Preying with the Angry Ghosts of Colonization

Aurel Schmidt, the Brooklyn-based artist who specializes in drawing, is overseeing the formation of a new providential dispensation. She introduced her deities in a pair of recent pop-up exhibitions in New York and in the Rialto during the vernissage of the 2015 Venice Biennale. A friend lent her an apartment in St. Mark’s Square for a month where she worked for 17 hours a day drawing the work she then showed in a weekend-long exhibition in April called “New Gods.” “The gods I am talking about are very cynical, very dark and very dangerous, and they reside in all of us.”

Untitled (Buddha), 2015, coloured pencil on paper, 30.5 x 27.5 inches.

We have seen some of them before. Her gods are strange composites appropriated from various cultures and mythologies—a Mayan death mask, a Chinese Buddha, vanitas figures, even a wretch with a flower protruding from his butt, lifted from Bosch. They often end up getting attached to domestic objects, a wall sconce, a plastic lotion bottle or a shower fixture. They can be arranged as totems, or they can be the centrepiece of a modified ceremonial mask. The figures that emerge from this hybridity are fantastic and poetic. “I’m creating a new creature, like Frankenstein, who is dark and exciting in a Lynchian way, as well as being horrifying.”

Untitled (Monkey), 2015, coloured pencil, acrylic on paper, 33 x 24 inches.

The most horrifying of the new gods is a demonic chimp around which radiates a gruesome halo of six white baby heads skewered on pointed sticks. Schmidt sees it as a revenge object provoked by wholesale co-opting of primitive images and the implementation of cultural slavery. “I was imagining that piece as some kind of post-apocalyptic, neo-colonial backlash.”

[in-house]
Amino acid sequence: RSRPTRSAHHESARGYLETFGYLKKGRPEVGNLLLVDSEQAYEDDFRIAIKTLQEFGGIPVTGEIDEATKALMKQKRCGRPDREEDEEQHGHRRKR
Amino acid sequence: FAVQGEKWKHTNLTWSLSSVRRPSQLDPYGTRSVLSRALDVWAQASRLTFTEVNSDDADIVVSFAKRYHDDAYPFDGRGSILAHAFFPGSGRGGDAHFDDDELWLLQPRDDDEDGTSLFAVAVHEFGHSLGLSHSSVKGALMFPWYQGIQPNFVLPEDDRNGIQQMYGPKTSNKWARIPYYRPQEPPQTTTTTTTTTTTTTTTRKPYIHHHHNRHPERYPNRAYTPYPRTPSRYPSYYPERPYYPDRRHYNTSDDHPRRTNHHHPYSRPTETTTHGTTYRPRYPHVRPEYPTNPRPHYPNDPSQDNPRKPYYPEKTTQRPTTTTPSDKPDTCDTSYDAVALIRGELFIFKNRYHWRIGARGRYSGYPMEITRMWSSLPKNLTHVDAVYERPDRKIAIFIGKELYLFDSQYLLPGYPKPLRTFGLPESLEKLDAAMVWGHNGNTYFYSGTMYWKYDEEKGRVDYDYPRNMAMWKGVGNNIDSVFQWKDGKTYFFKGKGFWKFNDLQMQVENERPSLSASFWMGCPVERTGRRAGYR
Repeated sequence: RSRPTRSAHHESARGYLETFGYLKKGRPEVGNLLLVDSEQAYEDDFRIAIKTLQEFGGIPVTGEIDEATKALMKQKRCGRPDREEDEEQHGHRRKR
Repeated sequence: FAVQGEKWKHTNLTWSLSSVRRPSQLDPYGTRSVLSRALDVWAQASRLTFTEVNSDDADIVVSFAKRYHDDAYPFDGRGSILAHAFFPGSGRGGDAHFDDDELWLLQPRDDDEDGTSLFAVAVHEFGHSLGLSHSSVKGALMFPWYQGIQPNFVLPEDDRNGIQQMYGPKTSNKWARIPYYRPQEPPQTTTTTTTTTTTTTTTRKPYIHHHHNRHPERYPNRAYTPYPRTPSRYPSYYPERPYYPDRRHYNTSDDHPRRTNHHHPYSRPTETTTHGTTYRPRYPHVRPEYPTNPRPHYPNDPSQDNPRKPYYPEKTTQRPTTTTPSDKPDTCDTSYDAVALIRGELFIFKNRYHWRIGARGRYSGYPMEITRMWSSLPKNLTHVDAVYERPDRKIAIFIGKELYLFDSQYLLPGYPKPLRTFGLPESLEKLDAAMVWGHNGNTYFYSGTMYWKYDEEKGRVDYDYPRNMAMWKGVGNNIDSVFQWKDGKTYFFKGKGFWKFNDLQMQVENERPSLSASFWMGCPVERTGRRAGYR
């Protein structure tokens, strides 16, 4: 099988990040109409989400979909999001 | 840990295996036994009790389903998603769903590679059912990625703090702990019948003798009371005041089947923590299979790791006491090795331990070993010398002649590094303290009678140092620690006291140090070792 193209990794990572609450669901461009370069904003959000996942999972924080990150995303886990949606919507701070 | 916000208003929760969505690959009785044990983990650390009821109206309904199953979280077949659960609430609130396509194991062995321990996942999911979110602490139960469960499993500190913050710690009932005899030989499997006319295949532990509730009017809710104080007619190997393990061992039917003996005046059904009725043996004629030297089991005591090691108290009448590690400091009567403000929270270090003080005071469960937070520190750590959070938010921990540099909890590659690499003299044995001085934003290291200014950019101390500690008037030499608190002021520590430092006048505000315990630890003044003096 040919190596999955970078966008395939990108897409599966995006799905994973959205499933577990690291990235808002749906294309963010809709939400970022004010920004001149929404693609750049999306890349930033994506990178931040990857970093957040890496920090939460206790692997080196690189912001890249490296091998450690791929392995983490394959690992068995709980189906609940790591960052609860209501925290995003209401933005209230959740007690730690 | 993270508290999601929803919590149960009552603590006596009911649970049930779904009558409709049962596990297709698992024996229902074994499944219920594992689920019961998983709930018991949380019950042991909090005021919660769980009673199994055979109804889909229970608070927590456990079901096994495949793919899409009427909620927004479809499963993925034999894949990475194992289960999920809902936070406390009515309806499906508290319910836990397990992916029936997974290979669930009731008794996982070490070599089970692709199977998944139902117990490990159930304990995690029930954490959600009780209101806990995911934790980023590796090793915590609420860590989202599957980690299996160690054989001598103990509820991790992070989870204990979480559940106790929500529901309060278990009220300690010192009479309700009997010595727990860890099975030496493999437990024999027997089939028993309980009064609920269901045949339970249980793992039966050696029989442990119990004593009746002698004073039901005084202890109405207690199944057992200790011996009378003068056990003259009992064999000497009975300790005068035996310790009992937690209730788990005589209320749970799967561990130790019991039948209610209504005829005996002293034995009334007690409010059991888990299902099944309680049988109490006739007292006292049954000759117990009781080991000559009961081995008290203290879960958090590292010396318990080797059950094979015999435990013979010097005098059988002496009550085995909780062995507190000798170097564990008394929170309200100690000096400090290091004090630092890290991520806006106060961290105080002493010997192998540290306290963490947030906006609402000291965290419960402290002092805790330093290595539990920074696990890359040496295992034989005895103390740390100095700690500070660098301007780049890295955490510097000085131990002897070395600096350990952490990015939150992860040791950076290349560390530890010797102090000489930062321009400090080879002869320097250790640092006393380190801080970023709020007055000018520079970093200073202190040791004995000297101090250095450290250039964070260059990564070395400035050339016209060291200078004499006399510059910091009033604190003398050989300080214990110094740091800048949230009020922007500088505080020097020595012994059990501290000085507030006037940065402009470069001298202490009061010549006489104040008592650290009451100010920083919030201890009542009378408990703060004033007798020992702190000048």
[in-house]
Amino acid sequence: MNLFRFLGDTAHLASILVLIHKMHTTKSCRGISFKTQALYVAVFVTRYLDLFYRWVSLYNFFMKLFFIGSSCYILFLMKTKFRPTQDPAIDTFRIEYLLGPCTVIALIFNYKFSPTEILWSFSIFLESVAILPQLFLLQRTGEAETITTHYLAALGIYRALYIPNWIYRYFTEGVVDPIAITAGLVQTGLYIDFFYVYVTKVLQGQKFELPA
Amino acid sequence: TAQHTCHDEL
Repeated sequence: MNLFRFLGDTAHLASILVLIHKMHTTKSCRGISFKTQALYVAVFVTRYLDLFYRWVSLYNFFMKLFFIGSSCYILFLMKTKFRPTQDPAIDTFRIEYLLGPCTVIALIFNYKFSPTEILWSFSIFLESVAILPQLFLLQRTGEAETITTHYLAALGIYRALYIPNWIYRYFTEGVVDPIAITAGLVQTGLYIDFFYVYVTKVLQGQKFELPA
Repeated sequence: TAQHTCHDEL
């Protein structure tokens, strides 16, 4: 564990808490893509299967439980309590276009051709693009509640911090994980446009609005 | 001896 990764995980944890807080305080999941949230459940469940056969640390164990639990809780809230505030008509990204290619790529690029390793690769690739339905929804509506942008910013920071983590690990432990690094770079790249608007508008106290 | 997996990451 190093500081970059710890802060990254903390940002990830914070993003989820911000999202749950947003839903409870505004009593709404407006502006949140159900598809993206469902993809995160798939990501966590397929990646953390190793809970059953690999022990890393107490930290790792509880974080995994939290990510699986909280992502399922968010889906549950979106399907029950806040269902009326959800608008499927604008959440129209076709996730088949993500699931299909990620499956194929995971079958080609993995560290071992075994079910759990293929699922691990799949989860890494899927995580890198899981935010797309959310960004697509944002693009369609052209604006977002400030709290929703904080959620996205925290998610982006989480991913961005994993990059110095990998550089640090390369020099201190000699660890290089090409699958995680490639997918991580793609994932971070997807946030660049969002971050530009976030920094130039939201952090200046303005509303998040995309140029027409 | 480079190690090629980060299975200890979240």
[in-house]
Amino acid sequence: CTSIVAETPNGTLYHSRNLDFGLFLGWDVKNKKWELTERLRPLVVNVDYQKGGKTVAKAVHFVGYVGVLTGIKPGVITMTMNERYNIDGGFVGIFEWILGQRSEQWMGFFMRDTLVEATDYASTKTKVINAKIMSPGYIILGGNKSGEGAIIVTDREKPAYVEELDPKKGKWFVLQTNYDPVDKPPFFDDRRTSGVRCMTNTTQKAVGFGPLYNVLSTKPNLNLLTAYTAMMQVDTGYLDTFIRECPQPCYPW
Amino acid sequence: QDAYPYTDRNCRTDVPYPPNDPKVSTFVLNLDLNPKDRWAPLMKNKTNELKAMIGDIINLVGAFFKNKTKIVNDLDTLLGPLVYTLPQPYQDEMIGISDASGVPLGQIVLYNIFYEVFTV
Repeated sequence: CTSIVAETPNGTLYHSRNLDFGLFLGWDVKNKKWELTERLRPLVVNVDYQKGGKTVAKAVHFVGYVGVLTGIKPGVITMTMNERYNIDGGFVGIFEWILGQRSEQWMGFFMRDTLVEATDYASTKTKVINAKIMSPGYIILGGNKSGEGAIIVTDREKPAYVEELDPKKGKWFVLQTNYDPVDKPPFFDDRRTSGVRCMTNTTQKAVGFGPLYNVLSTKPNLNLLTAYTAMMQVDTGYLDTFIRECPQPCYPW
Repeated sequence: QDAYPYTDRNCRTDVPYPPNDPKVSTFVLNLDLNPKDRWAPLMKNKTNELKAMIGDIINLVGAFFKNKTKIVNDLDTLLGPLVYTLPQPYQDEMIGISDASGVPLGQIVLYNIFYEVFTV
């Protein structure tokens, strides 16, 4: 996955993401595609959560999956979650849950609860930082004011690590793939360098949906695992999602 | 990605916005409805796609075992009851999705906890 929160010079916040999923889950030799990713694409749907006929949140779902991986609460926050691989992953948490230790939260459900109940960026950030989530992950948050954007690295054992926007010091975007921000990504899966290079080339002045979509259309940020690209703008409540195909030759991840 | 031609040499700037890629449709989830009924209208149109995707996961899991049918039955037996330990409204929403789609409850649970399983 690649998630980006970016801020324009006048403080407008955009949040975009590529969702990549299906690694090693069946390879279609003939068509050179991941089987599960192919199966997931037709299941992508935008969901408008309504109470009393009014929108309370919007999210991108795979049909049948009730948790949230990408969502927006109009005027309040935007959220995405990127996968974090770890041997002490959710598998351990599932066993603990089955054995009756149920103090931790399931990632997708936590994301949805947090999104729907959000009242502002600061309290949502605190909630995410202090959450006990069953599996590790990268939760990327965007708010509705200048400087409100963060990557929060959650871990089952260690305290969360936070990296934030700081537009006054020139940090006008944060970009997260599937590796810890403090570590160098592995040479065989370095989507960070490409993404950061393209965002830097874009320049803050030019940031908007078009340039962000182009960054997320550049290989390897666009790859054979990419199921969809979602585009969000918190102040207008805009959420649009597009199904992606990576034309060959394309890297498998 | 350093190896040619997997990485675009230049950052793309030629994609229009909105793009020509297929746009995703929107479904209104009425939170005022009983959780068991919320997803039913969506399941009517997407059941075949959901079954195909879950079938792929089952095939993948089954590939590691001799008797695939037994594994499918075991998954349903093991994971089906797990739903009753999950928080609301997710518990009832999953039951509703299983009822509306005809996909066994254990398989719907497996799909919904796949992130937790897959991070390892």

These drawings carry some heavy political freight. In her world of grotesque deities, the battle lines are drawn between competing versions of capitalism: the old god of capitalism and power and the new gods, who embody what she calls creative or spiritual capitalism. “Creativity and spirituality are beyond what you can buy and one of the saddest—and grossest—things is to abuse these things. You see it everywhere, where people’s most vulnerable needs are preyed upon.” Schmidt regards the masks as having a residual and unpredictable power. “My fantasy is that these death masks are haunted objects in which ghosts still live as symbols. So they are not dead. They still have spiritual value. I think of them as these angry ghosts of colonization.”

But there are occasional drawings where the anger is slightly mediated. In a totemic piece modelled on Hans Baldung’s Three Ages of Man with Death, 1540, Schmidt shows us the baby, the old woman, her younger beauty-conscious self, a zombie standing in for death, and in place of the owl in the foreground of the painting, she sits a rubber duck on the handle of the shower cord at the top of her drawing. But the main difference is the addition of a little thinking figure who rests, eyes closed in thoughtful contemplation, between beauty and death. “Instead of saying that life is bad, everything is horrible and then you die, I wanted this thinker to be a figure of hope. There is something beautiful in human nature that offers the potential to think our way out of whatever situation we’re in.” In Aurel Schmidt’s new religion, reason is the word made fresh. ❚

Untitled (Light), 2015, coloured pencil, pastel on paper, 22.5 x 17 inches.

Volume 34, Number 2

This article originally appeared in Border Crossings #134, published May 2015.

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